More recently, spurred on by the pandemic, I also decided to undergo therapy. Not because I felt I was in crisis, but because I wanted to learn more about myself, and talk through my thoughts and how I interact with the world with another human being. I was scared about the idea of going and sitting on a couch and laying my life bare. I was afraid of judgement and having my experiences downplayed, or worse, being told that I shouldn’t be struggling because I have supportive friends and family. In reality, none of this happened. I even ended up going to e-therapy using Zoom for therapy, so the only couch I went near was my own! I found that my therapist was kind and caring, did not dismiss my issues, and helped me work through my feelings and emotions. This allowed me to talk through my depression, as well as the pressures I experience being a woman in science, and often the only woman in the room, including how this fuels impostor feelings and makes me doubt myself even when there is clear evidence I am good at my job.
My 3rd Lesson: Therapy isn’t like the movies. It is okay to go to just speak to someone who is impartial and can help you work through how you are feeling. It is more than reasonable to go to therapy for maintenance as well as during crisis (though I do acknowledge there are financial access barriers to help). In fact, if you can, I think it is a really healthy thing that more people should consider doing.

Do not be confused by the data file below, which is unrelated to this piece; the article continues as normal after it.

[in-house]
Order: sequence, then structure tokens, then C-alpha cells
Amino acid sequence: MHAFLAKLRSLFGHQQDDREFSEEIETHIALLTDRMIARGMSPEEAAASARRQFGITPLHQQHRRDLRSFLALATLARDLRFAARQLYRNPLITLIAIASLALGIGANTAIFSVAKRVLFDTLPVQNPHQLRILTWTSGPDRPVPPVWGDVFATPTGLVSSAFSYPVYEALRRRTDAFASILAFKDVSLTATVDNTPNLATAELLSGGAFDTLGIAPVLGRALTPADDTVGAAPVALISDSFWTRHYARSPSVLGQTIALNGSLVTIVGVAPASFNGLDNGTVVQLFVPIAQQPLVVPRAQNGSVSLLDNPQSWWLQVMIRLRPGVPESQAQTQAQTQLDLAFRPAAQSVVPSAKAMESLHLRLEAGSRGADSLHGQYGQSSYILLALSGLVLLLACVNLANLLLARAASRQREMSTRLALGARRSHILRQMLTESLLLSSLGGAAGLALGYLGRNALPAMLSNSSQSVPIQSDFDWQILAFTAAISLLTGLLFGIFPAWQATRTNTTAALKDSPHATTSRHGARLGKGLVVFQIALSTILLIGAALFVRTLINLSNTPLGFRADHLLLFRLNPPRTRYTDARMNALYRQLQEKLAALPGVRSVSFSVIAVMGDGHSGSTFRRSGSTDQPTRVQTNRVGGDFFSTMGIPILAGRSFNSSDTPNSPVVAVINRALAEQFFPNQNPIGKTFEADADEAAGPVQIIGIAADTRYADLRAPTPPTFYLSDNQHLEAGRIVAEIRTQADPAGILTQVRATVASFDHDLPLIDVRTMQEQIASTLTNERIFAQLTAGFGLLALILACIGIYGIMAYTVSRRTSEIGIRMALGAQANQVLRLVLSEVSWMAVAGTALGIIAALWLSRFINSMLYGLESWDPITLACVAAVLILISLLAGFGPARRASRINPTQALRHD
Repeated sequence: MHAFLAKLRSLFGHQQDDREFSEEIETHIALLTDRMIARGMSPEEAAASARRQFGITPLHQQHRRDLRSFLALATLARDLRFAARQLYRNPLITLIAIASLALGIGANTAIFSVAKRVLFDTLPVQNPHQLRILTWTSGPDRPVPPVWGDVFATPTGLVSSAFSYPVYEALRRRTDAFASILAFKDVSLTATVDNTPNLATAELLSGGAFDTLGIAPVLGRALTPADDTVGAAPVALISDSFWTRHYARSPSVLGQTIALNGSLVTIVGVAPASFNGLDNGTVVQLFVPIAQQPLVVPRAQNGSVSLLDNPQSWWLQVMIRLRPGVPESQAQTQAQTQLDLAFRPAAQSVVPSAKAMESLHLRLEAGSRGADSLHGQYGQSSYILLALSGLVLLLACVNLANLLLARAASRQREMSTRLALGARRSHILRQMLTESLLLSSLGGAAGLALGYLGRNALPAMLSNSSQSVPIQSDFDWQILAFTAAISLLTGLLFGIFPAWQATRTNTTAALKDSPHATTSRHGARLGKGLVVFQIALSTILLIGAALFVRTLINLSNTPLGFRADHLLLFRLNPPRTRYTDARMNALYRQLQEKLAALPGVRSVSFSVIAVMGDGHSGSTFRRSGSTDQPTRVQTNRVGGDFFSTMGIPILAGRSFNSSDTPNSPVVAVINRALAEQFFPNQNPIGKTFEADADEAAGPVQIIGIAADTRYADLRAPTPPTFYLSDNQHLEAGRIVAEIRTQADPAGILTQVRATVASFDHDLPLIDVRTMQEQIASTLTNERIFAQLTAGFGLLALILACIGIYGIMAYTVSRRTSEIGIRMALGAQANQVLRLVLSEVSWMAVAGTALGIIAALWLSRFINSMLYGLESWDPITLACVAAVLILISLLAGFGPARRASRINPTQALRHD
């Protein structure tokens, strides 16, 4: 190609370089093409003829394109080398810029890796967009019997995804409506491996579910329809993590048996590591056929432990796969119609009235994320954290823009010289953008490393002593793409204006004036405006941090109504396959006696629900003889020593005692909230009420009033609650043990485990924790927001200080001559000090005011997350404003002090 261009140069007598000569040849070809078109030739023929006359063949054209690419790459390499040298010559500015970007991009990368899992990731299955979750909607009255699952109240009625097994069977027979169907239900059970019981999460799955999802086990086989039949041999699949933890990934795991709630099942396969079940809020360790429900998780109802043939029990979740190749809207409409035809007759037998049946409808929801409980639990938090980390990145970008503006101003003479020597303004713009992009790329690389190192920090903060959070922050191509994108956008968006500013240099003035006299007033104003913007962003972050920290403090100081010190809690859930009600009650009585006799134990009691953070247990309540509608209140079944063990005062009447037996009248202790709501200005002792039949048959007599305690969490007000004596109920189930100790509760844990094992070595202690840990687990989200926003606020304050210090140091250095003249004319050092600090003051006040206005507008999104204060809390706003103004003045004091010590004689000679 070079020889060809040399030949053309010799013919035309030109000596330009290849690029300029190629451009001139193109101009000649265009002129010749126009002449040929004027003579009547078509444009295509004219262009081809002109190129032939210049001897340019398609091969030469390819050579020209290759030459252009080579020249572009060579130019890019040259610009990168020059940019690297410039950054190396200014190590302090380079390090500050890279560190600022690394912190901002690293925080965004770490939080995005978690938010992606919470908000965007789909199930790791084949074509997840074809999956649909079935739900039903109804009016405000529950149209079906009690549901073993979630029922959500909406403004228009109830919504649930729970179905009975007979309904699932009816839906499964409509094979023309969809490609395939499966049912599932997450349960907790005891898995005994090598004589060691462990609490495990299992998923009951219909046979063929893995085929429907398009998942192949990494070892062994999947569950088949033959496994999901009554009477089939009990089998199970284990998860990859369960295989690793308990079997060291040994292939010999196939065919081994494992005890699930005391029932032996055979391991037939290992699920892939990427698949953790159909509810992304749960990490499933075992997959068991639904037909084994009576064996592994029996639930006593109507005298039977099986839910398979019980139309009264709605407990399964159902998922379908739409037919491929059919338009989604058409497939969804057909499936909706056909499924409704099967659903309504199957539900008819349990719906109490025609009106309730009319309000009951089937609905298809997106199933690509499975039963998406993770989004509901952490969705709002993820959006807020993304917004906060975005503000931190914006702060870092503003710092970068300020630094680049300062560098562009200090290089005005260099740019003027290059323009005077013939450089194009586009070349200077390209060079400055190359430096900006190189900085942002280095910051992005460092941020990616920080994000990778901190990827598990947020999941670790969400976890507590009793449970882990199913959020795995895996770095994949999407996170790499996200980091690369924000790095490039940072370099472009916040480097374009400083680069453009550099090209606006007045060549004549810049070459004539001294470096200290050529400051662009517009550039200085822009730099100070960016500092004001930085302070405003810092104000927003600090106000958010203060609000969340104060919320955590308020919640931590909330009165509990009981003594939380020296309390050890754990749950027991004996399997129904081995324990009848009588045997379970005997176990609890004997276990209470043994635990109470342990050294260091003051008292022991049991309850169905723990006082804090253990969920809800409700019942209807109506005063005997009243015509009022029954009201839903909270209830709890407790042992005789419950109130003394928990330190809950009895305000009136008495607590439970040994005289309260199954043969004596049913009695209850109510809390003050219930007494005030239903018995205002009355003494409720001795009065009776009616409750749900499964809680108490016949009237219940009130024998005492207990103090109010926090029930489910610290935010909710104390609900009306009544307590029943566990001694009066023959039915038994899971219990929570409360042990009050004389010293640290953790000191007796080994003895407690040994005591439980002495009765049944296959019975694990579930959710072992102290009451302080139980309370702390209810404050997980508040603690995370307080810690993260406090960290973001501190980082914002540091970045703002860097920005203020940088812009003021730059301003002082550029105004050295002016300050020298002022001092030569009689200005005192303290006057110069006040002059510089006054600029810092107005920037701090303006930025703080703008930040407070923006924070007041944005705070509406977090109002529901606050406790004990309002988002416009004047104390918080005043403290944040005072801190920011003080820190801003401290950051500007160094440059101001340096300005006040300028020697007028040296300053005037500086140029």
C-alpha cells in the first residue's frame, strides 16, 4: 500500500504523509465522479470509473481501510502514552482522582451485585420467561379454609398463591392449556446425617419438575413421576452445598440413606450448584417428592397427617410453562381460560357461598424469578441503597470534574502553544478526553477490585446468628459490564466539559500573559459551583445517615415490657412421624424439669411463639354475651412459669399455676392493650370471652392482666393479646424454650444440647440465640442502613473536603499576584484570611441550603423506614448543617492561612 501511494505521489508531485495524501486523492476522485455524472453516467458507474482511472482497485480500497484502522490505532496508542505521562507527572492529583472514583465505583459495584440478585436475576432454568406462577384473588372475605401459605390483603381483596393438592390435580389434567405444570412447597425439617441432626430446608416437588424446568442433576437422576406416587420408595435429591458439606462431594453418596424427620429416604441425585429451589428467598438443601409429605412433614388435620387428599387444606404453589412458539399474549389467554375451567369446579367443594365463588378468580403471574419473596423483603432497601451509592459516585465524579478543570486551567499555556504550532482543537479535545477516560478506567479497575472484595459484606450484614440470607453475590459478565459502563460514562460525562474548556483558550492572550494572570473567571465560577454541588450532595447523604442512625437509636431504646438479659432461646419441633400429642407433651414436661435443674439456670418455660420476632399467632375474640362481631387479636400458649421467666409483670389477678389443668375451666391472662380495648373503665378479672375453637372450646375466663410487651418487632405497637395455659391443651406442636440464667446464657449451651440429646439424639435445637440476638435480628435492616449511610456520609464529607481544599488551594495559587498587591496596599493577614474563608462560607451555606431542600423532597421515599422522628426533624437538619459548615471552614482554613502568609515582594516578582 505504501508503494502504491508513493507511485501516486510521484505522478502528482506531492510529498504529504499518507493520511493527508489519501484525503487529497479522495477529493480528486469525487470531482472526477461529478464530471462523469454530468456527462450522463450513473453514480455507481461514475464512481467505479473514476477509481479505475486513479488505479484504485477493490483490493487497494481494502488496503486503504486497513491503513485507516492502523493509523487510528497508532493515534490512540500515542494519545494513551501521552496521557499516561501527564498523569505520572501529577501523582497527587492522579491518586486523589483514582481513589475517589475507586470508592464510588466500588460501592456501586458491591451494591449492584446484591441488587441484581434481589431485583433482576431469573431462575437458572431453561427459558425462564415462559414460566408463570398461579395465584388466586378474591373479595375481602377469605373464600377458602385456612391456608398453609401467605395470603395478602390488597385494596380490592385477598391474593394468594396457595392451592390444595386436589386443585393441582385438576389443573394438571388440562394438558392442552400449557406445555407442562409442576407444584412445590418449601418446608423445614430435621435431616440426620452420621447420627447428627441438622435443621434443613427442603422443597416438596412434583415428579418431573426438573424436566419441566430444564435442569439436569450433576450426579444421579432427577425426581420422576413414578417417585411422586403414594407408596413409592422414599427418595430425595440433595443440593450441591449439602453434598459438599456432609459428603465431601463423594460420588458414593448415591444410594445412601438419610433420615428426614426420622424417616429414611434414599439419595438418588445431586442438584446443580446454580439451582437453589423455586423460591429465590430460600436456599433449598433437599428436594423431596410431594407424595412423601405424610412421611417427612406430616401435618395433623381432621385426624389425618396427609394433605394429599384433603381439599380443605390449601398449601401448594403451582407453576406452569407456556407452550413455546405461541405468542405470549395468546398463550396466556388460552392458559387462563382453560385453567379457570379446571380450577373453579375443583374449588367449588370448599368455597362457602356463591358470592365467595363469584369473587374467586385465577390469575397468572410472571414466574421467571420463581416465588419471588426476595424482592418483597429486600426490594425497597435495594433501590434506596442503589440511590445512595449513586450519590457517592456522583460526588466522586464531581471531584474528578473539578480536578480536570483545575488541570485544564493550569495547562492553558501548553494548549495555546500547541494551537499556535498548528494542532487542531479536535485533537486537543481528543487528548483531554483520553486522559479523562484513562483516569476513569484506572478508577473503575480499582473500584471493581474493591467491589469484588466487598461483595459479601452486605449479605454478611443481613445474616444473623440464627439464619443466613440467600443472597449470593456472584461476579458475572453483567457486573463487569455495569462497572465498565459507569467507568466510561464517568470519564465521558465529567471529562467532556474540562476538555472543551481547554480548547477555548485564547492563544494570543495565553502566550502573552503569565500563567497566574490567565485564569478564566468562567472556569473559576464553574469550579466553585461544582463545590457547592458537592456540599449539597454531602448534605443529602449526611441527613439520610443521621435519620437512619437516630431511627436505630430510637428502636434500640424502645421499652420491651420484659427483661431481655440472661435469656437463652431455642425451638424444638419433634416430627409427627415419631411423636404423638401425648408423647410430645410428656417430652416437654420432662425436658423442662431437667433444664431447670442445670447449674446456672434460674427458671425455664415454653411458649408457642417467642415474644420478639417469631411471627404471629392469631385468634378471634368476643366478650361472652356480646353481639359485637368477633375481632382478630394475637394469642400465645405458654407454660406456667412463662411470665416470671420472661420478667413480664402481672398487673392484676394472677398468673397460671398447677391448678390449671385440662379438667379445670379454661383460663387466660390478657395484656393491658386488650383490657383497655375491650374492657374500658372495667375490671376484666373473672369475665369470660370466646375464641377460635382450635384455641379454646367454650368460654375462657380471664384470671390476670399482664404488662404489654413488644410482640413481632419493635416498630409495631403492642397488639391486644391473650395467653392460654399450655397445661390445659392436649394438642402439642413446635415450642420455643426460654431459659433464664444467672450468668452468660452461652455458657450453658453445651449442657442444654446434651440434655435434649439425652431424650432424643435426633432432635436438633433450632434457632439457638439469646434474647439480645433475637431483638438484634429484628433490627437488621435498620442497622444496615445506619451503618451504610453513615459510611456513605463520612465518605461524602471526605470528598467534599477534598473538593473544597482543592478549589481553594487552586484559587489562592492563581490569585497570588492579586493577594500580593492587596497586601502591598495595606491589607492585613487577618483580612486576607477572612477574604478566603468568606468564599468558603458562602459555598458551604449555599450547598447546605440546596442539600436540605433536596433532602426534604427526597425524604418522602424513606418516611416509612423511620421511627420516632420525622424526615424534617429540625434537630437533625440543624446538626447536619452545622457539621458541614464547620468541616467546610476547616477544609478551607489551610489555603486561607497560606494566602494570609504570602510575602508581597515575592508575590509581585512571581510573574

More recently with suggestion from my therapist I have started to explore and understand that I may have Attention Deficit Hyperactivity Disorder (ADHD). When ADHD was suggested to me, my own internalised ableism and absorption of stereotypes: “I am not boisterous”; “I wasn’t misbehaving all the time at school”; “I haven’t struggled to excel in my studies”. Over time I have come to realise that ADHD is much more complicated that the stereotypes allow. I started to notice that hyperactivity for me is often skin picking, or bouncing form one project to another. I also binge eat for the dopamine hit, which is common in ADHDers. Further, for so long my ADHD has existed side by side with a “perfectionist” trait (including having lists of lists) meaning that I hold myself to unreasonable standards, masking who I am to the world, and fighting against my very forgetful nature, which adds stress and anxiety into my life.